An undated and unsigned release recently disclosed by the Borough of Point Pleasant Beach indicates that the Borough has agreed to pay $90,000 to settle a former borough employee's 2014 retaliation lawsuit against the Borough's administrator, deputy finance officer and tax clerk.
The suit, filed by the Borough's former water and sewer billing clerk, alleged that she was subjected to "a pervasive pattern of adverse employment actions" after reporting that another borough employee falsified water meter readings.
In her suit, Sandra Petersen, who is joined in the lawsuit by her husband Kenneth Petersen, claimed that after discovering in January 2012 that employee Gary McRae "had been falsifying and entering fictitious water meter readings which resulted in residents being overbilled and/or under billed for their water/sewer usage," she made a report of her findings to Borough Administrator Christine Riehl and Deputy Finance Officer Kathy Beno. She claimed that Beno laughed at her report and said "Oh, he's been doing that for years."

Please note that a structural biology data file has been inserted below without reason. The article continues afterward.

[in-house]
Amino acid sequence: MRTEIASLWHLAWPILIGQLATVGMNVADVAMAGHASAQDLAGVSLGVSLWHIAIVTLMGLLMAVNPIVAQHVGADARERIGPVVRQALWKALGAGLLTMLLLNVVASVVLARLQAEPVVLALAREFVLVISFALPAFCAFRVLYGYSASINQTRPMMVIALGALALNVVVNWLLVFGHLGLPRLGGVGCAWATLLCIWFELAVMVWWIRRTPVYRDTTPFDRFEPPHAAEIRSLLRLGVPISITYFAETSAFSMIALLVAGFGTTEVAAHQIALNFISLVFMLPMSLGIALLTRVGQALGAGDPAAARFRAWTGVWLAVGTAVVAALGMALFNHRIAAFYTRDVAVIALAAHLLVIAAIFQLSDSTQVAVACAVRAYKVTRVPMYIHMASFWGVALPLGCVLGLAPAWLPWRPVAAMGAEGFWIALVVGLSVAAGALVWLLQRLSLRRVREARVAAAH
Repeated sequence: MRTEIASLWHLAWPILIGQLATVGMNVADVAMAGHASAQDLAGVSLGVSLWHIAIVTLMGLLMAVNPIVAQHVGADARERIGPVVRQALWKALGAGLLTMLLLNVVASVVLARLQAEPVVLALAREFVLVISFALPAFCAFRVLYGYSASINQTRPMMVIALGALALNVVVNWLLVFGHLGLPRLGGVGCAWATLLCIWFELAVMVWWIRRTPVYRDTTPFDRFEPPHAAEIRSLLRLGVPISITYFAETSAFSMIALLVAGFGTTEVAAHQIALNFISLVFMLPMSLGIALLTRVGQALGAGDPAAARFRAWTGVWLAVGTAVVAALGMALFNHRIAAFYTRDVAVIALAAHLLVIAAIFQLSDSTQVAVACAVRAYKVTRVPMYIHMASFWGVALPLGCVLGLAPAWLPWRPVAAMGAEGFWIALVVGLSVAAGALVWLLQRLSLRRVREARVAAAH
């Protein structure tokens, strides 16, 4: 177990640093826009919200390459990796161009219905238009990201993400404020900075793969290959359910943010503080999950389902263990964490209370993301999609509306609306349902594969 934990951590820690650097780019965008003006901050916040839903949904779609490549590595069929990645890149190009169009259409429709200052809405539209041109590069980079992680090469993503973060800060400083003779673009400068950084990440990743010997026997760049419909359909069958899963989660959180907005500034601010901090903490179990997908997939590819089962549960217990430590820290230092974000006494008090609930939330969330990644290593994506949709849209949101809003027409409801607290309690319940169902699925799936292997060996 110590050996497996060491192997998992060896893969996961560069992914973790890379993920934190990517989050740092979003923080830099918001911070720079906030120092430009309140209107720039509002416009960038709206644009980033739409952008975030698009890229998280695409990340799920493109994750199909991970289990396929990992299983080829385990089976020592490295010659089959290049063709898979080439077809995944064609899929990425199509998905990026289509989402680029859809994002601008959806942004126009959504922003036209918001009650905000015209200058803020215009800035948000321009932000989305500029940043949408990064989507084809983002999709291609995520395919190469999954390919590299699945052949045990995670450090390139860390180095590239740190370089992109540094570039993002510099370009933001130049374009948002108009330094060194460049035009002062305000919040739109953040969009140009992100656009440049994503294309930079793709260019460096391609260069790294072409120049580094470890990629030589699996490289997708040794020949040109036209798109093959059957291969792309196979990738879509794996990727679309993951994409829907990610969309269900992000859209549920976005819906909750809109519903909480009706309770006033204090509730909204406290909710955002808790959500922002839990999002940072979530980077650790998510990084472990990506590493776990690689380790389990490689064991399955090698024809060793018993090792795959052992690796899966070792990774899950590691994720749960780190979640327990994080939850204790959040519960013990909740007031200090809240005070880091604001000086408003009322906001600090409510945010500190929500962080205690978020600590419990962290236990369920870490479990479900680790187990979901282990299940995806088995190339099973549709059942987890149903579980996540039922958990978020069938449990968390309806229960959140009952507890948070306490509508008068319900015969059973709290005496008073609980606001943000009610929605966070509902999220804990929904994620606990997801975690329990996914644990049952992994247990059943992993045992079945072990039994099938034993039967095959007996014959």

Petersen claimed that she was ridiculed and ostracized by her co-workers and that Riehl, Beno and Tax Clerk Jennifer Coyne "spread vicious and false rumors about Plaintiff having an extramarital affair with the Superintendent of the Department, James Broyles, who had also reported" the alleged fictitious meter readings.
Petersen claimed that she was stripped of her duties, prevented from taking certification courses and was told by the borough clerk that Administrator Riehl "does not want you to advance here." The lawsuit sets forth a litany Petersen's other claims including being forced to listen to racist and anti-Semitic jokes and being ridiculed for having to use the restroom. She said that she was "effectively terminated" on May 31, 2013.
None of lawsuit's allegations have been proven or disproven in court. Releases typically state that payment does not constitute an admission of wrongdoing by any of the defendants. All that is known for sure is that Point Pleasant Beach or its insurer, for whatever reason, decided that it would rather pay Petersen $90,000 than take the matter to trial.